Well now, I mentioned yesterday that I would begin to create more content. This is the first of that content. Rainbow trout in some little known tailwater in Northern NM. Twas a journey for sure. Here in the next week, be on the lookout for more videos. I’ll be creating a musky leader video, fly hacks, I’ve got a 3-day journey ahead of me and I’ll also be manufacturing a few more products. You’ll be first in line to see those!
It has been one year since I have posted anything here! As you have probably gathered, I am not so good at the blogging thing. I am currently thinking about finding new and interesting ways to use this format. I really like telling stories, but in the video format, it takes a very long time to edit and make all of that come together in my mediocre way. Maybe, I’ll start telling the stories when I upload videos without the narrative. Maybe that is what will happen. So, 2017 is resurrecting the blog and maybe some interesting writing instead of photographic posts. I feel like Facebook and instagram are your places to see images and this blog format has essentially been reduced to essays. Not a bad thing by any means. I’m back in the blog (even though I have made this promise before)! Anyhow, I will not be linking this site from Facebook anymore. I’m going to let the blog be the blog. To all of my 5 followers, you can see more content on YouTube. If you haven’t subscribed already, please do. I feel that youtube is a great social platform if you feel so inclined.
I wanted to keep everyone posted here. I dropped the new fly hacks and currently working on a DVD for season 1 aka last year. Only 5 episodes, but I’m trying to pack it as full of extras that I can. I might even film the entire season this year and put that out? Heck, I may do something altogether different. Either way, a tying DVD will be out soon. Maybe, a little spiral book of recipes as well. Who knows. Anyhoo, I really wanted to focus on upsizing small flies to give some ammunition to tailwater anglers this winter. Here it is!
Through a downward slope of chaotic meanderings, water tumbles over stones millions of years old where the basalt has been polished to glass by the traffic. Traffic without stop lights, where jams are managed by toppling over one another. But here, alas, respite. 6,000 vertical feet to go.
The journey of water is nearly as mysterious as the fish who reside within it. Maybe the water melted from a glacier stored thousands of years ago. Maybe from rain or snow. Maybe this is it’s first journey to the ocean. I almost feel bad for flinging droplets of water to the shore from the back of a fly who’s weight is nearly measurable in ounces. Those drops evaporate and are carried east to slower, probably less desirable water. Maybe that water will get the chance to flow here again, after it makes its way around the world. Not in my lifetime though.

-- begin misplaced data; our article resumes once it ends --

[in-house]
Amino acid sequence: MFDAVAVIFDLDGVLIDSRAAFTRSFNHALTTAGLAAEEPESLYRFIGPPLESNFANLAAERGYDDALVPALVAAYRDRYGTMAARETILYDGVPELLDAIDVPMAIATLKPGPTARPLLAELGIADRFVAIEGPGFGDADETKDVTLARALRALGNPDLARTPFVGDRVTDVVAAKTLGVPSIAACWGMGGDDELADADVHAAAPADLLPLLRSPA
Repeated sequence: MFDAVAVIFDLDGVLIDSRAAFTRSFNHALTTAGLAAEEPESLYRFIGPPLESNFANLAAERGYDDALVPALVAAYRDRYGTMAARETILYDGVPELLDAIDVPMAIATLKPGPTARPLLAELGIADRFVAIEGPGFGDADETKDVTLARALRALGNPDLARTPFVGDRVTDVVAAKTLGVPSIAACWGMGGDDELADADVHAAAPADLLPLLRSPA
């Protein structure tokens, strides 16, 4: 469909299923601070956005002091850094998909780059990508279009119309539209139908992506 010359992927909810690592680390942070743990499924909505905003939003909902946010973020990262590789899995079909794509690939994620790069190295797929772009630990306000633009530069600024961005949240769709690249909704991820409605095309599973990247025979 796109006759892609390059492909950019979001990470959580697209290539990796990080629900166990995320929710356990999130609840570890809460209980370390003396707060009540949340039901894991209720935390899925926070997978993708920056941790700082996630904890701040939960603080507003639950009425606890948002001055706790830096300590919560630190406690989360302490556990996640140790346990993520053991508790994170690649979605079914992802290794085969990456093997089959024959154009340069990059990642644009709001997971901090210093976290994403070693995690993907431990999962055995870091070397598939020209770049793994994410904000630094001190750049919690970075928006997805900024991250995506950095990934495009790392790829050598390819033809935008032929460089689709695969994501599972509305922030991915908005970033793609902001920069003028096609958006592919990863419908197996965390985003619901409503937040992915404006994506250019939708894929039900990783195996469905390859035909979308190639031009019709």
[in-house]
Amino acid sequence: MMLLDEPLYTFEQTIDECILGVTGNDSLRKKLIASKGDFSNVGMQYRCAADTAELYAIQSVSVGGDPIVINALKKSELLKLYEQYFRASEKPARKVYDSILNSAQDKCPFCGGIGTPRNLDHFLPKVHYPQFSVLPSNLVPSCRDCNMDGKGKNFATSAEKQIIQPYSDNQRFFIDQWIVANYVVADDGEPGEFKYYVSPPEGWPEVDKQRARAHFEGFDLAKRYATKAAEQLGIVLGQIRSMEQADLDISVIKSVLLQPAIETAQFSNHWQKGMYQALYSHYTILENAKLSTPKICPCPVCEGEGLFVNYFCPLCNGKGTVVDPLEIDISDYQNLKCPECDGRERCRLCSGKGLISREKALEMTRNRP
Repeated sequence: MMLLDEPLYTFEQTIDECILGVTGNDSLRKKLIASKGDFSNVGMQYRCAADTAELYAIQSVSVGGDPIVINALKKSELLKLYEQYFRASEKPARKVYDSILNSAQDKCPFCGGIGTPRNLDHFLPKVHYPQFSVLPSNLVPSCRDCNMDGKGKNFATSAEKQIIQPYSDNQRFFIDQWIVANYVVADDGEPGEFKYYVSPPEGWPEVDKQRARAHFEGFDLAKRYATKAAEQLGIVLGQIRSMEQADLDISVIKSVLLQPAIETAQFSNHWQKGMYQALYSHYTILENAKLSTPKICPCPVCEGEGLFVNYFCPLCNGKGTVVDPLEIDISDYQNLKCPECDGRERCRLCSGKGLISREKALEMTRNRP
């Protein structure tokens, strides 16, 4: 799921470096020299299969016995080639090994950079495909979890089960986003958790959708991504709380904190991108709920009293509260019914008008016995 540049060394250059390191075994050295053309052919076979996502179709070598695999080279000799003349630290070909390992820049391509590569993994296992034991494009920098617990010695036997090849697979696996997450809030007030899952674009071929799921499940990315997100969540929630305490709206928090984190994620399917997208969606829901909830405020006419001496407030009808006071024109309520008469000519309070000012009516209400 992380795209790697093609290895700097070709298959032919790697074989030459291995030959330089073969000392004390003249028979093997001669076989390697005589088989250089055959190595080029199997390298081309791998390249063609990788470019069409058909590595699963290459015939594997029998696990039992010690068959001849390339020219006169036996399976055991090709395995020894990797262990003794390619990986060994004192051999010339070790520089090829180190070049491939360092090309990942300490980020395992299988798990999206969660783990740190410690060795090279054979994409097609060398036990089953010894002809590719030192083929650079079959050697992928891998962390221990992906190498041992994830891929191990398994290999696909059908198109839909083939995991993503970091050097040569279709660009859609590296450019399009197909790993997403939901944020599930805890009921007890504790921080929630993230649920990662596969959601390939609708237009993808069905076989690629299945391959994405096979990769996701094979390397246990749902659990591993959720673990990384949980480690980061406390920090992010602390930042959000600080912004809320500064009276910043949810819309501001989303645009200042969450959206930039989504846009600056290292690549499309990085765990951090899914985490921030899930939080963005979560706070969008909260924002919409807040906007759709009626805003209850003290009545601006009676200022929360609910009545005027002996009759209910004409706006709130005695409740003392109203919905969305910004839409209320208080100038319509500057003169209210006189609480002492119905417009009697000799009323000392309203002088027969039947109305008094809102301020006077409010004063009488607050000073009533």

The rhetoric and the mystery continues with the fish. These pike reside in class 5 rapids. Pushed to the edge of their ability and they thrive, giving credence to “what doesn’t kill you”. As a human fishing for the brutish beasts in the destructive terrain, the words should be changed to, “if it doesn’t kill you”. It wants to, and every chance it gets, it will. Fitting that pike would be here to live in harmony with the chaos and destructive force of this mighty divide in the earth.
The pike here aren’t as few and far between as one would expect. They are concentrated in great numbers and more aggressive than any other pike in the world. The only place to my recollection that a pike would eat after being caught. A place where you have to wait for the second take to be prepared enough to set; or by the time you set from the first take, the pike has already eaten your fly a second time. A place where if you talk to someone, you’ve already missed three.
We forget about what it takes to survive. Our buttons and knobs that complete simple tasks lead us to believe that a fish can be an annoyance, a nuisance. What it takes to survive here is more than what us humans can muster. There are no prepackaged meal plans here, no heaters, stairs or escalators. No mechanized tools of survival or assistance from ones who can. Just a fish that has all the cards stacked against it in a place where the water can rest on its journey to who-knows-where. Alas, here we are.
I may not live in a giant house or drive the newest of cars. I may not dine on the most elegant foods or drink the finest champagne. The shop I work in is not the most beautiful spectacle to behold. However, as mediocre as it all sounds, all of the things I have are all that I want or need in life. They exceed every expectation; the friends are true and the food is real. It may be a rustic way of living, but at least my excersize is climbing a mountain rather than flights of stairs. The decisions are whether or not to fish, rather than attend a meeting. I don’t live a life where I can ask what the easy way is. If I worked in an office building, the elevator would always be broken. On occasion, I ask myself why in a self loathing tone. Looking back, even in the five years I’ve spent blogging, it is all worth it. Every step was worth the work, every decision worth the effort. Even though I am not a popular guy with the masses, in the hearts of some, I am. I ended up in one of the most beautiful places on earth around the greatest people alive, my friends. Without you, I wouldn’t be able to share it. Without you, I would be miserable AND broke.
It’s a strange thing traveling from the written word to video. Inflection destroys even well placed commas. So, I’ve gone from writing to winging it. I hope you enjoy it.
From recent discussions, I’m going to be writing more and be less concerned with ranting. I’ll see you soon!